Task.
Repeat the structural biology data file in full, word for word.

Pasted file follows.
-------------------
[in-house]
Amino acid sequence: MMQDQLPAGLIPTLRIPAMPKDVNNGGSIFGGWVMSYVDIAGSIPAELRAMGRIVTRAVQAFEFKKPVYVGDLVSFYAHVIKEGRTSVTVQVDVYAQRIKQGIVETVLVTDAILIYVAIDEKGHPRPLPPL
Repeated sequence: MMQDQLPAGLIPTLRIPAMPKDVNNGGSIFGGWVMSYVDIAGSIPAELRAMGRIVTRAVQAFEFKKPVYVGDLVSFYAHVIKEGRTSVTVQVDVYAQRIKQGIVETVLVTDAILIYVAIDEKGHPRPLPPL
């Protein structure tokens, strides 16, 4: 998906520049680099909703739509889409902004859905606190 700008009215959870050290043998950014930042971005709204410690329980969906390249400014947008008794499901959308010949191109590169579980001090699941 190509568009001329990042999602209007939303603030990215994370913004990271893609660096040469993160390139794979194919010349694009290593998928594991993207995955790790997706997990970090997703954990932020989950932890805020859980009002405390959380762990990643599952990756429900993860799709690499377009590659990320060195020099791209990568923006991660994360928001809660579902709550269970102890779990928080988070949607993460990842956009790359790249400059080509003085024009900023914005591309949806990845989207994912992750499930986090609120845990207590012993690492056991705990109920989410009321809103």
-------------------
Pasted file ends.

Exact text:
[in-house]
Amino acid sequence: MMQDQLPAGLIPTLRIPAMPKDVNNGGSIFGGWVMSYVDIAGSIPAELRAMGRIVTRAVQAFEFKKPVYVGDLVSFYAHVIKEGRTSVTVQVDVYAQRIKQGIVETVLVTDAILIYVAIDEKGHPRPLPPL
Repeated sequence: MMQDQLPAGLIPTLRIPAMPKDVNNGGSIFGGWVMSYVDIAGSIPAELRAMGRIVTRAVQAFEFKKPVYVGDLVSFYAHVIKEGRTSVTVQVDVYAQRIKQGIVETVLVTDAILIYVAIDEKGHPRPLPPL
């Protein structure tokens, strides 16, 4: 998906520049680099909703739509889409902004859905606190 700008009215959870050290043998950014930042971005709204410690329980969906390249400014947008008794499901959308010949191109590169579980001090699941 190509568009001329990042999602209007939303603030990215994370913004990271893609660096040469993160390139794979194919010349694009290593998928594991993207995955790790997706997990970090997703954990932020989950932890805020859980009002405390959380762990990643599952990756429900993860799709690499377009590659990320060195020099791209990568923006991660994360928001809660579902709550269970102890779990928080988070949607993460990842956009790359790249400059080509003085024009900023914005591309949806990845989207994912992750499930986090609120845990207590012993690492056991705990109920989410009321809103």